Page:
In the evening, I tried to suppress my mommy tendency to jump in to give Ben as much time with his son as possible. I distracted myself by packing for Ben while he got in a lot of good play time, did bath time all by himself, and cuddled with Simon while they watched a movie. Simon was a bit restless after the excitement of visiting his foster family, so didn't got to bed until midnight. Ben had to be up at 3:30 to get his taxi to the airport and when Simon almost fell out of bed around 1am, I plopped him in our bed and we spent the next hour or so whispering about our son and family and watching Simon sleep. Simon slept through Daddy leaving, including kisses, but I had trouble getting back to sleep. Around 5:30am, I finally broke down and took some benadryl. Luckily, Simon slept until 10:30am, so I did manage a little sleep.

When Simon woke up, he looked to our bed for Daddy and when he didn't see him, he went running to the bathroom calling, "Daddy?!" He was surprised not to find his Daddy. I showed him his airplane toy and said, "Daddy went home, but we will see him soon," but he, of course, didn't really understand. He was distracted by the airplane toy, though, so played for awhile. He was not in a mood to get dressed or put on socks, but I was getting quite hungry for breakfast (and I'm sure he was too), so we had a two-year-old versus Mommy battle over getting dressed (except for the socks). We had a leisurely breakfast, then went out to walk to the little neighborhood play yard. There was another little boy and his mother there throwing the basketball, which fascinated Simon. We played for a bit before Simon decided it was time to go.

Since he wanted to ride in the stroller, we ended up going for a pretty long walk, stopping at the bookstore and to buy flowers for grandma and grandpa. Simon sang songs most of the walk, but also asked for "ebi" (gum) every time we passed a tobacco shop. At one point he even yelled, "ginda ebi" (I want gum) and a man on the street turned to laugh. I was also stopped by several young women along the way who were concerned that Simon's shoe was about to fall off because it was turned sideways. A couple older women also stopped me to feel Simon's ears to see if he was cold because he didn't have a stocking hat on, only his jacket hood. Since Simon had been so good, said "please," and since I was in a sucker mood being a single mom for the day and missing Daddy, I bought him some gum as a treat before we went back to the hotel. This turned out to be a mistake because Simon wouldn't spit it out for his nap. I ended up taking the gum package from him which made him cry and then reaching in to pull the gum out of his mouth while he cried. Not my first choice, but the safest strategy (both for him not sleeping with gum and for me to avoid getting bitten).

Flowers for Grandma and Grandpa
After nap, we ate and played with modeling clay for an hour and then it was time to leave to pick up Grandma and Grandpa at the airport. Their flight was due in at 6:10pm, so we left at 5pm in case of traffic. Unfortunately, Georgian Airways doesn't update their flight status so it wasn't until we got to the airport (within 30 minutes because traffic wasn't bad after all) that we found out the flight was delayed by 40 minutes. It ended up not arriving until after 7pm, so we had a long wait at the airport. Entertaining a two-year old at the airport was not very easy and I had to tell him "ara" (no) a lot. First we colored on paper I brought, then played games on the iPhone, then walked around, then climbed on a railing, then looked at all the advertisements and named colors, then walked around, then went to the bathroom, then walked around, then tried to escape, then watched an advertisement that changed on a rolling screen (Simon thought it was a touch screen because it changed ads several times just when he happened to touch it), then climbed on some chairs, then walked from chair to chair to chair to chair... Simon got hungry and ate all the snacks I'd brought (raisins, pretzels and M&Ms), but I'd forgotten to bring money with us (Ben's handled the money the whole time so I haven't had to think about it), so when Simon spotted the cafe and wanted a snack, I didn't have money to buy him something. So a good bit of the time, I was trying to keep Simon out of the cafe, which was difficult given that it is right next to the arrival waiting area.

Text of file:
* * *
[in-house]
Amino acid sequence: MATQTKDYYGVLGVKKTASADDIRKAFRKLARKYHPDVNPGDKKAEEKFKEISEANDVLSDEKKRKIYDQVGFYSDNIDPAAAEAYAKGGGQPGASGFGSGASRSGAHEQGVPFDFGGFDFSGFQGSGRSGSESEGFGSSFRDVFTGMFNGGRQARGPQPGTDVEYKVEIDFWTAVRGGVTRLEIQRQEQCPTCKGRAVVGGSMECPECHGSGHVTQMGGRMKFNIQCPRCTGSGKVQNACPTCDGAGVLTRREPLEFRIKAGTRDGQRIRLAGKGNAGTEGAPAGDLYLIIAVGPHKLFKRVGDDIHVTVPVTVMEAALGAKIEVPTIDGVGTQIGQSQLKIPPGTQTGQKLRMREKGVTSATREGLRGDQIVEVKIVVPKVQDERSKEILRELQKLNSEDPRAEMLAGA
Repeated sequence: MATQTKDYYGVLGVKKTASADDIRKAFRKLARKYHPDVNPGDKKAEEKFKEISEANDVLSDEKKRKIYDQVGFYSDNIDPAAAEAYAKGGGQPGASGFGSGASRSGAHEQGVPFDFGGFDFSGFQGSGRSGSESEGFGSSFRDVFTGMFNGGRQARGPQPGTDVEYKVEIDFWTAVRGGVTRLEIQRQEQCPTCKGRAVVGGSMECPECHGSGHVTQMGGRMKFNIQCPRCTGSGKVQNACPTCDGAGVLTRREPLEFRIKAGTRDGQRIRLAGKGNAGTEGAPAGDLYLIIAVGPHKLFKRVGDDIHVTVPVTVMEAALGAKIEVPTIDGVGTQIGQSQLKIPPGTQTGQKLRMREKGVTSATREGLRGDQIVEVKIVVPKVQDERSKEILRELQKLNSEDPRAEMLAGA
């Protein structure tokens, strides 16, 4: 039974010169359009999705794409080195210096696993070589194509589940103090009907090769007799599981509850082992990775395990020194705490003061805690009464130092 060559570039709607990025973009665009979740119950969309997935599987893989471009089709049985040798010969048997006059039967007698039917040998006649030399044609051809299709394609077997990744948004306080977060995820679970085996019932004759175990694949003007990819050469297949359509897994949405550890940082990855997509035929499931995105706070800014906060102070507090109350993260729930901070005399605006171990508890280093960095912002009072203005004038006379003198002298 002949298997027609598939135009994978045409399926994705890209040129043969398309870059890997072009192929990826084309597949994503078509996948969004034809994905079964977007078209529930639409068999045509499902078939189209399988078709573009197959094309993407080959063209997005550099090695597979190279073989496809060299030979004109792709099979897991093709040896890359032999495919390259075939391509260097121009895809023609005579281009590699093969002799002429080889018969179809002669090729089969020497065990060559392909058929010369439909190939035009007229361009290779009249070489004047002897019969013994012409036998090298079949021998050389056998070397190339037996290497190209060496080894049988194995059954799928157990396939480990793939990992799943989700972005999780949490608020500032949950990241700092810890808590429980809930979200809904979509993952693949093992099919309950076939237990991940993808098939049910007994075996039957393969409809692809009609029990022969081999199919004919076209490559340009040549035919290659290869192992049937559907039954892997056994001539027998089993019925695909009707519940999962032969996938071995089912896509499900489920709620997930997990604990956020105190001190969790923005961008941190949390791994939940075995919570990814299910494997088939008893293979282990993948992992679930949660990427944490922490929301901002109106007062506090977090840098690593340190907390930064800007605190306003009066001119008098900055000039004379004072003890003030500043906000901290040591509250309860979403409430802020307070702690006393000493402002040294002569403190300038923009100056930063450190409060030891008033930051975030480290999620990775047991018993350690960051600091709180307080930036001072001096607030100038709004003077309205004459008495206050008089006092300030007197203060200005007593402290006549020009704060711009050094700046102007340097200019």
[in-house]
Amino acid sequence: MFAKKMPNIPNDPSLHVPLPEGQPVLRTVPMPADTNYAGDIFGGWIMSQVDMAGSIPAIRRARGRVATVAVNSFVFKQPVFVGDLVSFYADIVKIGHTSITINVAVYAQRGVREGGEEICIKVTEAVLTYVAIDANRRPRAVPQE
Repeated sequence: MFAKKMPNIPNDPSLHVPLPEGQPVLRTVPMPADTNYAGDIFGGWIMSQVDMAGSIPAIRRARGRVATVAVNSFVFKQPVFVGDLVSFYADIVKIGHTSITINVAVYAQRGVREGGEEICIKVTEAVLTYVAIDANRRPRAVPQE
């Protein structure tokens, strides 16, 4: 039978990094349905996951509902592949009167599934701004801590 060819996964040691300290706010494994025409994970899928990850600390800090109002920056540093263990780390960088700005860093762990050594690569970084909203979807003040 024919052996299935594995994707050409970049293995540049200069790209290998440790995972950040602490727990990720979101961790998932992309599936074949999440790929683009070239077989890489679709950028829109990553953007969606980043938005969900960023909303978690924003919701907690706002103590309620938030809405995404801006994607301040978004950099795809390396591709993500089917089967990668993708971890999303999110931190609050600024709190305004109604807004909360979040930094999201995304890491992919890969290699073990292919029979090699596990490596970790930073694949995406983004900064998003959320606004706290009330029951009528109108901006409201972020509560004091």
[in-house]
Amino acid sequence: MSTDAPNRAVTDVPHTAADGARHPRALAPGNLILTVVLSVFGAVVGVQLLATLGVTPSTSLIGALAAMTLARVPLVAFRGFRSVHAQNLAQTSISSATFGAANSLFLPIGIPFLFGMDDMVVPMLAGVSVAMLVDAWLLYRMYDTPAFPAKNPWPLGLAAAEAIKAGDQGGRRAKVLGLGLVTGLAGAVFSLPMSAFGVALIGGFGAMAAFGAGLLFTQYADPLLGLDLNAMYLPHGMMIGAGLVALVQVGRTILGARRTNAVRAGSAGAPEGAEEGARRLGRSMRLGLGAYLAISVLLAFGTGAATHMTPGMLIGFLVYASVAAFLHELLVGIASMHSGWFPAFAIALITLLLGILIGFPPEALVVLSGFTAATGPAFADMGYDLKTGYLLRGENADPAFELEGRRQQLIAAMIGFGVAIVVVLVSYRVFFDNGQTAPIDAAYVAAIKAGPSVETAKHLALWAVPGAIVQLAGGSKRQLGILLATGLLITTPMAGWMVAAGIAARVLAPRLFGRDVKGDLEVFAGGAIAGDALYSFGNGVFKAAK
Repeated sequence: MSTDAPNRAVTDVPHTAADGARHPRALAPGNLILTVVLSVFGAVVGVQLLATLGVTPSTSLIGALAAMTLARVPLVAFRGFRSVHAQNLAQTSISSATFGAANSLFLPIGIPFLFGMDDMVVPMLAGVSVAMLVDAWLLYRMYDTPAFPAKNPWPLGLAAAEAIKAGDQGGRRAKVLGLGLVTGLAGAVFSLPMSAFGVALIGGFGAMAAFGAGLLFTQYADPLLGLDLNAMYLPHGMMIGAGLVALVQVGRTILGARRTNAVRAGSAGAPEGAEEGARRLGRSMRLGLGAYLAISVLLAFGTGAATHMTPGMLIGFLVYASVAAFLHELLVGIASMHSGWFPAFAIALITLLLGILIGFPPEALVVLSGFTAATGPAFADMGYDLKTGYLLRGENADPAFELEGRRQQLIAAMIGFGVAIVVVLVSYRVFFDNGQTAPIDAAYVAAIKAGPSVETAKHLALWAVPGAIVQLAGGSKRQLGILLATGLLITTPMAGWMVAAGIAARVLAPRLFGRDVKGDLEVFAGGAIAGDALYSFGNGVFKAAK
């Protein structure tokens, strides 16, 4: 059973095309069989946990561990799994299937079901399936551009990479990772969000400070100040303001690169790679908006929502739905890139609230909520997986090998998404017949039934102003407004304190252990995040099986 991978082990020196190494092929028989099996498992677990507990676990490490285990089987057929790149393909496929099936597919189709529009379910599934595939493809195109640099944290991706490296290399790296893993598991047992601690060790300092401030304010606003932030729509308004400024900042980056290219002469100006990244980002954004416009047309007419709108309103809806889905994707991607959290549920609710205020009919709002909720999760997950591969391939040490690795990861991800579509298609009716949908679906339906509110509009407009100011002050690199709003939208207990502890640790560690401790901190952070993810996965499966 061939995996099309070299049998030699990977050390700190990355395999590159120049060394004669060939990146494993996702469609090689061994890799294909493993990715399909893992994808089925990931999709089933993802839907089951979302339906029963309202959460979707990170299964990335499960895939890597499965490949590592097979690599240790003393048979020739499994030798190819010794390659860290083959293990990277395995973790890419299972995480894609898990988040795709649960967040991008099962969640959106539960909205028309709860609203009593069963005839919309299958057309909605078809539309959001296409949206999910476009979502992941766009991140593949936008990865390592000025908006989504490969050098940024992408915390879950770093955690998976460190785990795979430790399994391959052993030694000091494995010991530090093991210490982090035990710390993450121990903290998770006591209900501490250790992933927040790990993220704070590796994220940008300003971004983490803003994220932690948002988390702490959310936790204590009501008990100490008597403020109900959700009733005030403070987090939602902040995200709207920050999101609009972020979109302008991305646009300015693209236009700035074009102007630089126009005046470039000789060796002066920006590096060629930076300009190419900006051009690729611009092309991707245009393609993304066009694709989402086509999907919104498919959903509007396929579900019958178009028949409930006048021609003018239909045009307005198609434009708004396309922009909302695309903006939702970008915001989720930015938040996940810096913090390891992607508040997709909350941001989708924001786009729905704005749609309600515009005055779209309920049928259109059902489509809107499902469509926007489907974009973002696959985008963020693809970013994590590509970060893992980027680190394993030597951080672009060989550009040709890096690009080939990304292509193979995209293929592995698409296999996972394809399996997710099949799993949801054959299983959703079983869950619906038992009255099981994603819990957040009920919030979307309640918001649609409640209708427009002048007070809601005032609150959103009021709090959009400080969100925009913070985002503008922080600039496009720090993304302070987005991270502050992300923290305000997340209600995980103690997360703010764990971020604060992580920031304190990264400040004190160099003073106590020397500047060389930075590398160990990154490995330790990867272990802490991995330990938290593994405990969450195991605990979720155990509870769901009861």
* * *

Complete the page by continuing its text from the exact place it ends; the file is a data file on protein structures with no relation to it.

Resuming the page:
"Touch screen" effect advertisement
We had a sign all ready to greet Grandpa and Grandma but because
the flight was late, it ended up in my pocket. They did get it a few days later.
Climbing on the railing
Walking up and down the airport seats
Finally Grandma and Grandpa arrived! Simon was quiet for a few minutes, but warmed up to them in the car. He and Grandpa grabbed at each other's fingers from front seat to back seat and he showed Grandma the little cars we'd brought along. By the time we arrived at the hotel, he seemed pretty comfortable with them. Throughout the day, I'd shown him their pictures and we'd practiced saying Grandma and Grandpa. Simon was very excited to show them all his toys, so we played for awhile before heading to dinner at Guinness. Grandma and Simon shared some Khinkali and Grandpa and Simon shared tomato-cucumber salad. Simon let Grandma carry him part of the way back to the hotel too. Back at the hotel, Grandma helped Simon with his bath while I called Shriners and Simon's pediatrician to make appointments. He'll see his pediatrician on Friday when we get back and he'll have a check-up, immunization titers, get a flu shot and maybe get a referral for PT/OT for his arm/foot. We'll go to Shriners on 12/11 to consult for repair of his clubfoot. After bath time, Grandma and Grandpa cuddled on the floor with Simon and they watched Winnie the Pooh together. Then we all said the bedtime prayer which I learned when I was little and which Daddy and I are now teaching Simon. It is so good to have them here!

Watching a bedtime video